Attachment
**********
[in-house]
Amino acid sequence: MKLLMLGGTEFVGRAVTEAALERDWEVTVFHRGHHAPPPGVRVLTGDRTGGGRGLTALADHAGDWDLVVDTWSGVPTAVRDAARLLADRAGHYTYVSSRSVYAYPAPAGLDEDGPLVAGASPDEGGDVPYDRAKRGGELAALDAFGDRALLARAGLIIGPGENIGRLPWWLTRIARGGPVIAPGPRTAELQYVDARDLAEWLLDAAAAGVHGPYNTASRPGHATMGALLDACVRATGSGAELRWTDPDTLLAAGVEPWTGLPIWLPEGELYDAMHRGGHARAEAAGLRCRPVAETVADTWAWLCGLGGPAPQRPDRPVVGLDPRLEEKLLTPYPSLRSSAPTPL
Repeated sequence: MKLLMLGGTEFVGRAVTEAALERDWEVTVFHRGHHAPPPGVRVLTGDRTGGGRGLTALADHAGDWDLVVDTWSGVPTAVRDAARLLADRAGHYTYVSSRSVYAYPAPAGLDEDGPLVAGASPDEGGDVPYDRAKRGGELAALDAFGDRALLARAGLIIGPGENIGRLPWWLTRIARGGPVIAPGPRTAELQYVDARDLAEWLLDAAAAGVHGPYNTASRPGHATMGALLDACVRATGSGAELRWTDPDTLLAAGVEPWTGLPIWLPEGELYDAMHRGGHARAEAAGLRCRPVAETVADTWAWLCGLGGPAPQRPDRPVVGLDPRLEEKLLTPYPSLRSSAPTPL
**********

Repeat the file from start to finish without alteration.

[in-house]
Amino acid sequence: MKLLMLGGTEFVGRAVTEAALERDWEVTVFHRGHHAPPPGVRVLTGDRTGGGRGLTALADHAGDWDLVVDTWSGVPTAVRDAARLLADRAGHYTYVSSRSVYAYPAPAGLDEDGPLVAGASPDEGGDVPYDRAKRGGELAALDAFGDRALLARAGLIIGPGENIGRLPWWLTRIARGGPVIAPGPRTAELQYVDARDLAEWLLDAAAAGVHGPYNTASRPGHATMGALLDACVRATGSGAELRWTDPDTLLAAGVEPWTGLPIWLPEGELYDAMHRGGHARAEAAGLRCRPVAETVADTWAWLCGLGGPAPQRPDRPVVGLDPRLEEKLLTPYPSLRSSAPTPL
Repeated sequence: MKLLMLGGTEFVGRAVTEAALERDWEVTVFHRGHHAPPPGVRVLTGDRTGGGRGLTALADHAGDWDLVVDTWSGVPTAVRDAARLLADRAGHYTYVSSRSVYAYPAPAGLDEDGPLVAGASPDEGGDVPYDRAKRGGELAALDAFGDRALLARAGLIIGPGENIGRLPWWLTRIARGGPVIAPGPRTAELQYVDARDLAEWLLDAAAAGVHGPYNTASRPGHATMGALLDACVRATGSGAELRWTDPDTLLAAGVEPWTGLPIWLPEGELYDAMHRGGHARAEAAGLRCRPVAETVADTWAWLCGLGGPAPQRPDRPVVGLDPRLEEKLLTPYPSLRSSAPTPL